So I’ve been aging beer for a while now, both intentionally and unintentionally, and it’s often an interesting exercise. However, it’s also pretty rare for a beer to get better over time. It’s usually different and sometimes worse than fresh, but better is, again, rare.
In general, my advice continues to be to drink fresh. If you can only get one bottle of something special, drink it fresh. If you can get a second bottle, it’s a fun exercise to age it, but seldom does a beer age incredibly well. At least, not for very long periods of time. Lots of beers can get better or be just as good over a few months, but not many will last over a year and the ones that can last 5 years are even more rare. Of course, there are many variables. My “cellar” doesn’t exactly have ideal conditions, so you may have better luck. Bottle variation exists, especially when it comes to wild ales. Some people don’t like harsh booziness and time can clear that up sometimes. And so on.
Since Victory is local, I’ve stockpiled plenty of their offerings over the years. Readily available, not too pricy, and quality beer – they make good candidates for aging experimentation. Let’s see if this patience has paid off:
Victory V-Twelve (2011) – This is a special one. I loved it fresh back in the day and squirreled this away to see how it would age. High alcohol, darkish beer, I thought it would do well. Naturally, I haven’t thought too much about it in the intervening time, especially as my tastes evolved over the years. In a recent attempt to drink down a bit of my cellar I noticed something curious. The bottle sez “Should be enjoyed within 5 years” and the bottling date was Nov 11 2011. So of course, I popped the cork on Nov 11 2016. Nailed it.
Pours a murky amber orange brown color with just a cap of off white head. Smells nice, lots of yeast-driven, rich, dark fruit, brown sugar, maybe even a little floral aroma, toffee too, hints of spice. Taste is rich and sweet, ample malt backbone, dark fruit, raisins, dates, yeasty esters, a little oxidation definitely showing, but nothing overwhelming, sherry, toffee, brown sugar, finishing with hints of Belgian yeast spice and a bit of booze. Mouthfeel is full bodied, rich, and chewy, a sipper for sure. Overall, this is still fantastic. I haven’t had it fresh since, oh, 2011, but it’s holding up pretty darned well. A high B+ (I originally rated this an A, but taking into account ratings inflation puts this about on par with my feelings on it fresh.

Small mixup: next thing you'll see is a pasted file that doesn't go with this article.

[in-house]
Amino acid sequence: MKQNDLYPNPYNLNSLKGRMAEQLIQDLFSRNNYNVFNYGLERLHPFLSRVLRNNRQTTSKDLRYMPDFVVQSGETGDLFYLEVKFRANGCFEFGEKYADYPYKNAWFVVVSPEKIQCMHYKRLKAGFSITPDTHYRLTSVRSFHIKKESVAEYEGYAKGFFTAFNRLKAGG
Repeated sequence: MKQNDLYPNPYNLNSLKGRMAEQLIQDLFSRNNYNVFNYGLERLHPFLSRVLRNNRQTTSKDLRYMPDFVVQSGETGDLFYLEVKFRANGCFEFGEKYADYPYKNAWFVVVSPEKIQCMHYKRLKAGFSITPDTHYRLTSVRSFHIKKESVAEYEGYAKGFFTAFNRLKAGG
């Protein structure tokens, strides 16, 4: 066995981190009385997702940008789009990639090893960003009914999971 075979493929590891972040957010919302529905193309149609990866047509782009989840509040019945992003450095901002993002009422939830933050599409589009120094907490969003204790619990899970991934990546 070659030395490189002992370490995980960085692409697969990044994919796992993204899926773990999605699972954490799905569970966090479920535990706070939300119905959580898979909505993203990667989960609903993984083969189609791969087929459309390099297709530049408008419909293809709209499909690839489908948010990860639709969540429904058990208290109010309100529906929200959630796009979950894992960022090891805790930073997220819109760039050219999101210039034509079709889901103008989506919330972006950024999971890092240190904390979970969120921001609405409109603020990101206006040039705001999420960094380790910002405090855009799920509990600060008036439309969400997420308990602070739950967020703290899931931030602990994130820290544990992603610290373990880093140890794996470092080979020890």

Beer Nerd Details: 12% ABV bottled (750 ml caged and corked). Drank out of a tulip glass on 11/11/16. Bottled: Nov 11 2011. “Should be enjoyed within 5 years” (Nailed it.)
Victory Java Cask (2015) – The story on coffee beer is that the coffee tends to fade over time and hoo boy is that the case here. For the coffee ambivalents like myself, that’s not a huge deal, but this was a huge coffee bomb when fresh, and while the coffee character is still there if you look for it (or if you’re particularly sensitive to it, ahem), the bourbon barrel stout character is now the majority of this beer. It’s actually quite pleasant, but then, I’m one of the aforementioned coffee ambivalents, so I would be like that. I’m still hoping that Victory will put out a non-coffee version of this same beer someday, but that’s not in the cards this year (FYI, this was written in November 2016 – ed.). We’ve got a Rye barrel variant this year, as well as a rebrew of this, but I hold out hope. Still, I’m quite enjoying this and won’t even drop the grade. Again, coffee-heads will be disappointed by an aged bottle of this stuff (and anecdotally, I’d say most of the dropoff had occurred within 6 months). A-
Beer Nerd Details: 14.3% ABV bottled (750 ml caged and corked). Drank out of a charente glass on 11/8/16. Fucking election day. Enjoy by: 10 Nov 2016, cutting it close.
Victory Otto (2011) – A smoked dubbel? Not your common style, and at the time, the smoke completely overwhelmed any Belgian yeast characteristics. Pours a dark amber color with a finger of almost white head. Smells of belgian yest, raisins, and just a bit of smoke. Taste goes similarly, the smoke has really mellowed out over time (fresh, the smoke was potent and overpowering, now it’s barely there). Proooobably held on to it too long, but it’s held up much better than your typical dubbel. Will try the Bourbon Barrel version next (it was a massive improvement over the original). B- (Update, I brought Otto in Oak to a share recently and it has fared a little better, but is also well past its prime. Solid B material.)
Beer Nerd Details: 8% ABV bottled (750 ml caged and corked). Drank out of a tulip glass on 11/1/16. Bottled: Sept 21 2011 (I think that’s what it sez)
Victory Old Horizontal (2013) – No fancy stories here, just realized it had been about 3 years, which is plenty for a beer like this. Turns out, I think it could probably stand up to more, but I’m still really glad I opened this when I did. Pours a dark amber color with a finger of white head. Smells of caramel and toffee, hints of dried, candied fruit. Taste also has that rich caramel and toffee character, sweet but not cloying, some modest hop character too. Some oxidation present, but nothing overwhelming and it ends up adding complexity. Mouthfeel is full bodied, rich, moderate carbonation, hints of booze. Overall, this has aged very well, would do again. I still have a couple of Oak Horizontals laying around, so I should probably strap one of those in next. B+ or A-
Beer Nerd Details: 11% ABV bottled (22 ounce bomber). Drank out of a tulip glass on 5/22/16. Enjoy by Oct 25 2018. (deduced bottling date: October 25 2013)
So there you have it. 5 years probably too long, even for something like V-Twelve. Three years, though, seemed fruitful. Stay tuned for more vintage drinking, including one that was 7 years old (and still drank incredibly well).